• Blueberries
  • Guava
  • Grapes
  • Raisins
  • Apricots

Exotic vet John Chitty recommends that owners exercise caution when feeding soft fruit as it is sugary and can ferment and cause teeth problems. Therefore soft fruit like kiwi is best fed about once a month as part of a fixed diet that includes fibrous veg.

What vegetables do Bearded Dragons eat?

Bearded Dragons can a wide range of vegetables. Our food list tells you what veg your beardie can munch on:

  • Peas
  • Green beans
  • Courgette
  • Butternut squash
  • Sweet potato
  • Bell pepper
  • Broccoli (small bits weekly)
  • Acorn squash
  • Cabbage
  • Kohlrabi
  • Parsnip
  • Pak choi
  • Yellow squash
  • Asparagus
  • Okra
  • Swiss chard

What greens can Bearded Dragons eat?

Beardies can eat greens. Our food list tells you what greens they can eat:

  • Spring greens
  • Floret mix
  • Lambs lettuce
  • Kale
  • Collards
  • Parsley
  • Clover
  • Dandelion greens
  • Turnip greens
  • Mustard greens
  • Endive
  • Rocket
  • Coriander
  • Watercress

What weeds do Bearded Dragons eat?

Bearded dragons can eat:

  • Dandelion
  • Catsear
  • Dead nettle
  • Plantain

You will need to prepare some fruit and veg by taking the peel off or cutting it down into bite-sized pieces. You should also remove all pips from food.

If you put live insects in with your Dragon make sure they don’t drown in its water bowl. If they do, clean them out as soon as possible.

Check with your vet for expert advice about reptile diets and always get your Bearded Dragon checked out if you are concerned about them.

Is your Bearded Dragon insured? Get a quote for £1,000 of vet fees, death and theft cover. Vet fee cover only also available | We’ve been insuring exotic pets since 1996 | Check out our customer reviews on Feefo.

Bearded Dragons can eat a range of insects

What can’t Bearded Dragons eat?

Stick with food in the lists above and you should be fine, but there are a few food items that you need to ensure you avoid feeding your bearded dragon.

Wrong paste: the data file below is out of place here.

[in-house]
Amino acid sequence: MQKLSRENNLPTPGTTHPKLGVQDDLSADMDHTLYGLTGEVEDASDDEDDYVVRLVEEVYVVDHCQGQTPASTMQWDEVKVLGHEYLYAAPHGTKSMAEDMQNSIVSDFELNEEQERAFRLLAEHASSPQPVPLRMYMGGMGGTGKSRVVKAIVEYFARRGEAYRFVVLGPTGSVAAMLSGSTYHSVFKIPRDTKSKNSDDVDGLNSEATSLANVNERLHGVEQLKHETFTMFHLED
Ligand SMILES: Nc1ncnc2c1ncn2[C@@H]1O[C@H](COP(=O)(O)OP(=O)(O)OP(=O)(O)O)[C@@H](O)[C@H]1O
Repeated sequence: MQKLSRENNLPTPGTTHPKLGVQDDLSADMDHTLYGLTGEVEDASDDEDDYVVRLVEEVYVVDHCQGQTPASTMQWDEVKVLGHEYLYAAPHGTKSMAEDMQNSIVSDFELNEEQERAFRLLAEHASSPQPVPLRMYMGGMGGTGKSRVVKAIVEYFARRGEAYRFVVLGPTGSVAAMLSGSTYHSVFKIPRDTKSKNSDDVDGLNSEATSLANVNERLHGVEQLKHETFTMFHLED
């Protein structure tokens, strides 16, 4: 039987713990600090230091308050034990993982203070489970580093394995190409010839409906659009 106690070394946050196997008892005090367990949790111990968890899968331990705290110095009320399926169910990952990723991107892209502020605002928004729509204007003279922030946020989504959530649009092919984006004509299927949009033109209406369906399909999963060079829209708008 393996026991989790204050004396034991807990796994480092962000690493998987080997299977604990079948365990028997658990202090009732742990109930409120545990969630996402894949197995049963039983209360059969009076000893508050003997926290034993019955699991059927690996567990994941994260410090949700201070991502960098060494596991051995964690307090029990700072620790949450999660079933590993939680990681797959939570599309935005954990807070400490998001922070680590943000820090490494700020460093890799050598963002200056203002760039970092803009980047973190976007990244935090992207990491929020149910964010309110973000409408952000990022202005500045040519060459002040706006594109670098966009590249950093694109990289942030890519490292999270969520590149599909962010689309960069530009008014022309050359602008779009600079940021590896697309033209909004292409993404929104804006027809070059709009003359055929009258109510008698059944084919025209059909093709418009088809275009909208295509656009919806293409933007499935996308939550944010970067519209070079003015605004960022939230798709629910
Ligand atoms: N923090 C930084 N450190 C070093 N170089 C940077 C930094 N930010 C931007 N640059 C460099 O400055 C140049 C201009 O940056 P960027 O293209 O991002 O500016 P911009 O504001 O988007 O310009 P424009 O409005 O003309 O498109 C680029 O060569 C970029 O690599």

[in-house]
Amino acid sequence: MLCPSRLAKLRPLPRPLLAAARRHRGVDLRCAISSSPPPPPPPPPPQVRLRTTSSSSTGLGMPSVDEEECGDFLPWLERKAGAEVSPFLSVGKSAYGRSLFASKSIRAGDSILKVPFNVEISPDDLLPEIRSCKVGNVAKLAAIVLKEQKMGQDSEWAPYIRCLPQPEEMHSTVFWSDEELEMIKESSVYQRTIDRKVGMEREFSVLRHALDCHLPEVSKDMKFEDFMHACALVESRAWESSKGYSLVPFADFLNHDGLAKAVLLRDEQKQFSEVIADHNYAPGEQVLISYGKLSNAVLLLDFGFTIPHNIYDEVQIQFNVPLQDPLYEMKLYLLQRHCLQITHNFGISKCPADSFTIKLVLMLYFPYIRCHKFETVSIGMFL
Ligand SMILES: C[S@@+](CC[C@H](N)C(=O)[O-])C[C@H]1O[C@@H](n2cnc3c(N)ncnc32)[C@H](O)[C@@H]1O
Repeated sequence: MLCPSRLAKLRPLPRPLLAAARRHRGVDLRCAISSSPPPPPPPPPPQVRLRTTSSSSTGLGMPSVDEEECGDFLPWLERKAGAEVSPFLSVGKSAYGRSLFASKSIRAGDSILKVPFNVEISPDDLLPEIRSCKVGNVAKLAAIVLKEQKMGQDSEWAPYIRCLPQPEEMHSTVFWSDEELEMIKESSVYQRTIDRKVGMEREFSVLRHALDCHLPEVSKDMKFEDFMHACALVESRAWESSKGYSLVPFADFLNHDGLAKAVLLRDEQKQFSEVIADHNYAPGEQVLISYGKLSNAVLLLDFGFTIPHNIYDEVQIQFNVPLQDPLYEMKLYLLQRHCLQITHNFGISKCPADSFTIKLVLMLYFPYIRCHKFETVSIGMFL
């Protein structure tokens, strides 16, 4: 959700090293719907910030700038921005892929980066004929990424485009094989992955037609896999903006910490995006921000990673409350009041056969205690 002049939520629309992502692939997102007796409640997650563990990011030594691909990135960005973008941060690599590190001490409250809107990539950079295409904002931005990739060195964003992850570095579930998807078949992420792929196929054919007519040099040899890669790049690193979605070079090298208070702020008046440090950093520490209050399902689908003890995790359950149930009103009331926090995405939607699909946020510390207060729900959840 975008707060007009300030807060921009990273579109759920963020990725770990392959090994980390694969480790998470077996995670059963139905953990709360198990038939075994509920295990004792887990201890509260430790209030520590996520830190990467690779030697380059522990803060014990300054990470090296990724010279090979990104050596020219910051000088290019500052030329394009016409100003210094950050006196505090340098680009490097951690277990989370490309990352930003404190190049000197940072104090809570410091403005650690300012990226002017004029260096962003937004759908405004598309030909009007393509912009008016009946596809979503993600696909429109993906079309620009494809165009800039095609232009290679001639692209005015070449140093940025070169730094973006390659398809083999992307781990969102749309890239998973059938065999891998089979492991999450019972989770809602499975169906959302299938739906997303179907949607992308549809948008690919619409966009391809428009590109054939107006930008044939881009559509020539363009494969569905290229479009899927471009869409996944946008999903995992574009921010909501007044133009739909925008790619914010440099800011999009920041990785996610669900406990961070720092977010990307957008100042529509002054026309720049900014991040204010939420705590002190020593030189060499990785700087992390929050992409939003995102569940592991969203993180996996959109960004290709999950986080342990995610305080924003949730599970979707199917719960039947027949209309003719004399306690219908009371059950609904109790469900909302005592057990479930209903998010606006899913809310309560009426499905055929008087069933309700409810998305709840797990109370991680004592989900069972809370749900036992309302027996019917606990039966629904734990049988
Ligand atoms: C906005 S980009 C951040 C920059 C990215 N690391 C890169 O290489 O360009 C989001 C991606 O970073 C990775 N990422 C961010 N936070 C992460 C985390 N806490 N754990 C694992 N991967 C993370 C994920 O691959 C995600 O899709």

See also  Female cannabis seeds wholesale in colorado

Dragons will consume things even if they are harmful so it is your responsibility to make sure they aren’t given them in the first place.

If your pet does get sick, seek advice from a vet. Insurance can cover many problems that can affect Bearded Dragons.

  • Onion
  • Chives
  • Celery
  • Mushrooms
  • Lemon – this citrus fruit will upset your dragons tummy
  • Orange – another citrus fruit that will upset your dragons tummy
  • Iceberg lettuce It’s mostly water and has little nutritional value so don’t let your Bearded Dragon eat it
  • Spinach and beet tops Some guides will say these are fine for your Beardie, and they can be in small quantities. However, both contain chemicals that can cause calcium deficiency, which in turn can lead to metabolic bone disease. An occasional taste shouldn’t harm a Bearded Dragon, but with so many other options available it may be best to choose different greens
  • Insects captured in the wild Wild insects may have parasites in them that can harm reptiles. Exotic pet shops should have a range of live and dead insects for your Bearded Dragon. And it would be pretty hard finding enough wild insects in the UK anyway!
  • Fireflies Never feed Bearded Dragons, or any other reptile, fireflies. Any insects that glow are toxic and can kill reptiles
  • Avocados Chemicals in avocados are toxic for Beardies. A small amount will make your reptile ill and a large portion can be fatal
  • Rhubarb High levels of oxalic acid in rhubarb can be deadly poisonous for Bearded Dragons